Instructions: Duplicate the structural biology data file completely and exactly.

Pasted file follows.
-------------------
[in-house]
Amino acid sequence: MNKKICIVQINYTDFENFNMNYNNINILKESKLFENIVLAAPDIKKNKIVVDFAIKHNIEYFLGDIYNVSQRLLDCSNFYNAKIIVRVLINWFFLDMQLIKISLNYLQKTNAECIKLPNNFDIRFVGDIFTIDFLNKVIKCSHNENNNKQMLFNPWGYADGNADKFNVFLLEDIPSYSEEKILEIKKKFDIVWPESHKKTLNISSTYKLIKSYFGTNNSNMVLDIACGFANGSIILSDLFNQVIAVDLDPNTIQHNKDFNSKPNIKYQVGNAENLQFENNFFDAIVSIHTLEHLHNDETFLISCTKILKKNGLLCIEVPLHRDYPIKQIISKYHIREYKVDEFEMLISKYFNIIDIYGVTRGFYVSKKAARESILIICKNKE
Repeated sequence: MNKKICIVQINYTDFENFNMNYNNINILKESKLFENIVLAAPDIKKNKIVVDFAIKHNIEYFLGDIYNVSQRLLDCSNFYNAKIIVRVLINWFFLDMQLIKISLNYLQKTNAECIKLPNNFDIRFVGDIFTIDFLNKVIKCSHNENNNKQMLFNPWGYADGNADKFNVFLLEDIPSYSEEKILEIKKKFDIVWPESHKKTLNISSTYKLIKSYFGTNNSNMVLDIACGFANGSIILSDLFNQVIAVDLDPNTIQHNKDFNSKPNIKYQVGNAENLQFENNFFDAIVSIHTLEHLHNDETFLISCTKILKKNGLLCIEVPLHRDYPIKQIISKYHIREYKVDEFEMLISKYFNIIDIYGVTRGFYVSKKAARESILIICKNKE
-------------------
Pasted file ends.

[in-house]
Amino acid sequence: MNKKICIVQINYTDFENFNMNYNNINILKESKLFENIVLAAPDIKKNKIVVDFAIKHNIEYFLGDIYNVSQRLLDCSNFYNAKIIVRVLINWFFLDMQLIKISLNYLQKTNAECIKLPNNFDIRFVGDIFTIDFLNKVIKCSHNENNNKQMLFNPWGYADGNADKFNVFLLEDIPSYSEEKILEIKKKFDIVWPESHKKTLNISSTYKLIKSYFGTNNSNMVLDIACGFANGSIILSDLFNQVIAVDLDPNTIQHNKDFNSKPNIKYQVGNAENLQFENNFFDAIVSIHTLEHLHNDETFLISCTKILKKNGLLCIEVPLHRDYPIKQIISKYHIREYKVDEFEMLISKYFNIIDIYGVTRGFYVSKKAARESILIICKNKE
Repeated sequence: MNKKICIVQINYTDFENFNMNYNNINILKESKLFENIVLAAPDIKKNKIVVDFAIKHNIEYFLGDIYNVSQRLLDCSNFYNAKIIVRVLINWFFLDMQLIKISLNYLQKTNAECIKLPNNFDIRFVGDIFTIDFLNKVIKCSHNENNNKQMLFNPWGYADGNADKFNVFLLEDIPSYSEEKILEIKKKFDIVWPESHKKTLNISSTYKLIKSYFGTNNSNMVLDIACGFANGSIILSDLFNQVIAVDLDPNTIQHNKDFNSKPNIKYQVGNAENLQFENNFFDAIVSIHTLEHLHNDETFLISCTKILKKNGLLCIEVPLHRDYPIKQIISKYHIREYKVDEFEMLISKYFNIIDIYGVTRGFYVSKKAARESILIICKNKE